• who they speak to if they are unclear about any of the requirements of the checklist etc, unless all of these points are addressed in a briefing document or, preferably, a briefing session?

Training is potentially costly in terms of time, travel and registration fees. This certainly means that practices will want to plan their training to take advantage of as much cost-free training as appropriate and will also want to appraise the impact and value of training.

Recent feedback provided by a practice following a series of risk management workshops suggested a way of obtaining the most tangible measure of effectiveness and impact. As well as questions addressing the content of the workshop materials and the performance of individual facilitators, delegates were asked to rate their level of knowledge and understanding of the topics covered by the workshops – both before and after – on a scale of 1 to 5. This meant that the feedback process generated total ratings and averages per delegate – before and after – so that the impact and effectiveness of the training could be measured in the most tangible way. Extremely useful for the training providers, and extremely useful too for the practice itself as a tangible measure of improvement in colleagues’ awareness of risks and practical risk controls.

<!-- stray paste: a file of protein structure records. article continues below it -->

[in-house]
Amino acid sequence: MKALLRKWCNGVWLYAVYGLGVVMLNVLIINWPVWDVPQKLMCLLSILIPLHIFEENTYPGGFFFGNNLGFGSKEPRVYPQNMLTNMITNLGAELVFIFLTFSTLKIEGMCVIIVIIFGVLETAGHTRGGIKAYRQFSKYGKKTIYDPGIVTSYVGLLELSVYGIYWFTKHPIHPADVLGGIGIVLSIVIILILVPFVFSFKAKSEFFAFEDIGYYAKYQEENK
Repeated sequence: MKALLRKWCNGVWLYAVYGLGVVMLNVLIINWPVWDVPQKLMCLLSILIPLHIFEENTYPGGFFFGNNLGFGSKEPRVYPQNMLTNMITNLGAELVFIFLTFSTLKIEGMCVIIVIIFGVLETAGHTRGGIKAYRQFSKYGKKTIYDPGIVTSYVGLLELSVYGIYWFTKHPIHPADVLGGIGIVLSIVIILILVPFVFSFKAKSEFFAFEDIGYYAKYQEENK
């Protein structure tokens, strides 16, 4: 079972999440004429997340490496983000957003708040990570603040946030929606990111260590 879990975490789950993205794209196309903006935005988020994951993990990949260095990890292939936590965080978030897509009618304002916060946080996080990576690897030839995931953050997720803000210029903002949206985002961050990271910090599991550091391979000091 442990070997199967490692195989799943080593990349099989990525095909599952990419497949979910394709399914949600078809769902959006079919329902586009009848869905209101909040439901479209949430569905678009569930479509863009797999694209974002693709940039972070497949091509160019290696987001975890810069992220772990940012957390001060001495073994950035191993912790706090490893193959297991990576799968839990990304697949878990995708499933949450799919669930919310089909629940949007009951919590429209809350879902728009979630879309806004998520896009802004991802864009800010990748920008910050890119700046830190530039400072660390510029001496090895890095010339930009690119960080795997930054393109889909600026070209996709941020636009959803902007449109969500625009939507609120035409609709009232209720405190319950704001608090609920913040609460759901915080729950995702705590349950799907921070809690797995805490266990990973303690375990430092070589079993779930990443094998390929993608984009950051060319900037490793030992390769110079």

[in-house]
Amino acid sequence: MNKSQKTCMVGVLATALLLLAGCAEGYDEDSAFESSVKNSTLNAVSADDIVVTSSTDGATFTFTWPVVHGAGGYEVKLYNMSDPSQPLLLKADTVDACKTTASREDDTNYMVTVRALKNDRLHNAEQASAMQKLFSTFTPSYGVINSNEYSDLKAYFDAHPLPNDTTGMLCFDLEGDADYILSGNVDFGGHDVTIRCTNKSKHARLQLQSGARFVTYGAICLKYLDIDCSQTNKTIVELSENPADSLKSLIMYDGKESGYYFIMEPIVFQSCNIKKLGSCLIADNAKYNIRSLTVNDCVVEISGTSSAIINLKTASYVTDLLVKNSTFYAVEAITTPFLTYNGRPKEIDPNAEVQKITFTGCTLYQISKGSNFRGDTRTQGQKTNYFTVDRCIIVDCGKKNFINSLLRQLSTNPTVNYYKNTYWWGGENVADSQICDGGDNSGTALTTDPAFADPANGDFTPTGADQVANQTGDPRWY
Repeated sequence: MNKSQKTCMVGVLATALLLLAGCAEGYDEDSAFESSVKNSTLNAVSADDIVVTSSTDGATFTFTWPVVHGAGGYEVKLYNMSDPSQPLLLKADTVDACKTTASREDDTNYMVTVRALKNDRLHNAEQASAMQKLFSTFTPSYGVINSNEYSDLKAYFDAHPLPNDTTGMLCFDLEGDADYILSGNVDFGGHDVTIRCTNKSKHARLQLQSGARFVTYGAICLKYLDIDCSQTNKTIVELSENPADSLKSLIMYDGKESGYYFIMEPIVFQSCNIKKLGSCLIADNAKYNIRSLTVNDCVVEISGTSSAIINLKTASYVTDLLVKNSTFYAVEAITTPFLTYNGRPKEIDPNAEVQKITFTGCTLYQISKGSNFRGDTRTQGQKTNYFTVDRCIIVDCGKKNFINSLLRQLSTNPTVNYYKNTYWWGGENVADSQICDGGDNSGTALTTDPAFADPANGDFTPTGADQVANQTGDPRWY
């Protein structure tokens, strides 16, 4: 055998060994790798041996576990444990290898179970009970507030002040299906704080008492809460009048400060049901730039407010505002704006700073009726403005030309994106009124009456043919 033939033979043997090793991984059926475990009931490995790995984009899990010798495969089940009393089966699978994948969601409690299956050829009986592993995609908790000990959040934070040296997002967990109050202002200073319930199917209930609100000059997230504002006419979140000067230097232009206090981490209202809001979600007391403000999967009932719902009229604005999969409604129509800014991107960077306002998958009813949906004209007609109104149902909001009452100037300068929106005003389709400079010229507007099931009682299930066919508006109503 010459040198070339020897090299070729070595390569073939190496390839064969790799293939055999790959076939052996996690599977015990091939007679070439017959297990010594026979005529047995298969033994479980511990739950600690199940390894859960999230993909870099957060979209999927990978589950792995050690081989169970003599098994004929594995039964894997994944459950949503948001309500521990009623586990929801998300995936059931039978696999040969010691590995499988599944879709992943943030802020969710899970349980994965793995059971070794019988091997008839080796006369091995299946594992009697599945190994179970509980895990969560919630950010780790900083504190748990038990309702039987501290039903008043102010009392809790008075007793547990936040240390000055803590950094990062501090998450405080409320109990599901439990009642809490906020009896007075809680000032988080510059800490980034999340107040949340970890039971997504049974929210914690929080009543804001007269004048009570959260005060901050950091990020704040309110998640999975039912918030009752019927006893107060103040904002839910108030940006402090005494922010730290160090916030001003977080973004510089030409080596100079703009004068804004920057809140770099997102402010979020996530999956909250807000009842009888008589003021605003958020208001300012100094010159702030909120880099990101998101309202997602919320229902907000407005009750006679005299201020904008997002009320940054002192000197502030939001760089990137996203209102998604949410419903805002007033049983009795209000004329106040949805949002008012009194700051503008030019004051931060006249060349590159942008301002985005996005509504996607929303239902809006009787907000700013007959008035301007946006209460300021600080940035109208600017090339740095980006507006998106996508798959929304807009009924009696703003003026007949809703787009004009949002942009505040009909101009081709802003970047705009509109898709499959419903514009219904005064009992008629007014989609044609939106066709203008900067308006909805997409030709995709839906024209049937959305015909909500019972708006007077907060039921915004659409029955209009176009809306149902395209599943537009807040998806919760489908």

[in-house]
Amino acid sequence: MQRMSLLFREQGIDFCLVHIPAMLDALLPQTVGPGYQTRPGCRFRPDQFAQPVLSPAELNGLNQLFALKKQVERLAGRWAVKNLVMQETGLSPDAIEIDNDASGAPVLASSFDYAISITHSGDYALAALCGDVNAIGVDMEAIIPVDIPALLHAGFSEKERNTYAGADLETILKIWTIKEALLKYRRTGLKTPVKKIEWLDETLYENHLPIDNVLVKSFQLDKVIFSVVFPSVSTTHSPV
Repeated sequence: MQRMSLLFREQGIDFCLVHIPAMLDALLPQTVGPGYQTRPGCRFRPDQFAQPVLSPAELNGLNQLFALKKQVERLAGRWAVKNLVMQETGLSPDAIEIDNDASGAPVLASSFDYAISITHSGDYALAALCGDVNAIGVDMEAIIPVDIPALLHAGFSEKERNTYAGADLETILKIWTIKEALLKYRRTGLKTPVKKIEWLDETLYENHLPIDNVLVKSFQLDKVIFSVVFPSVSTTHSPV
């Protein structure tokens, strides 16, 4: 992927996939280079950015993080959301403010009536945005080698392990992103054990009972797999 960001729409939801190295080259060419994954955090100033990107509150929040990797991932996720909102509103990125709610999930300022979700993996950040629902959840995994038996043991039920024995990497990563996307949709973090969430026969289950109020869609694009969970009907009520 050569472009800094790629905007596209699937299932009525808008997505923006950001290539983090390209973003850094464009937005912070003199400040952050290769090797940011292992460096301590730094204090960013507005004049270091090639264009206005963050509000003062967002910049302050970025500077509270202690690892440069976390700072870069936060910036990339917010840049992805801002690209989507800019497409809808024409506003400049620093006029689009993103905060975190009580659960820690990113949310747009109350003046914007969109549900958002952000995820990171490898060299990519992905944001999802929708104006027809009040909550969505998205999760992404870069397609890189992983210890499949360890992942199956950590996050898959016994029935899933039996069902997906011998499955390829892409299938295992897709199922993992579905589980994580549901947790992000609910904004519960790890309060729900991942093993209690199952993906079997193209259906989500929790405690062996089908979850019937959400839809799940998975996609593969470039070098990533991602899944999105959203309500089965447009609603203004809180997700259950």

Training materials are available from Marsh, and the availability of risk management training by way of eLearning does mean that there are more opportunities to satisfy training plans in a way that is time efficient and cost effective. Reference is made to the article “Training for success” by Calum MacLean of Marsh (Journal, February, 37).

Whatever your risk management goals are for the year, make sure that they are SMART goals that contribute to a tangible and measurable improvement in performance in 2010.

Alistair Sim and Marsh

Alistair Sim is a former solicitor in private practice who works in the FinPro (Financial and Professional Risks) National Practice at Marsh, the world’s leading risk and insurance services firm. To contact Alistair, email:

The information contained in this article provides only a general overview of subjects covered, is not intended to be taken as advice regarding any individual situation and should not be relied upon as such. Insureds should consult their insurance and legal advisers regarding specific coverage issues.

Marsh Ltd is authorised and regulated by the Financial Services Authority.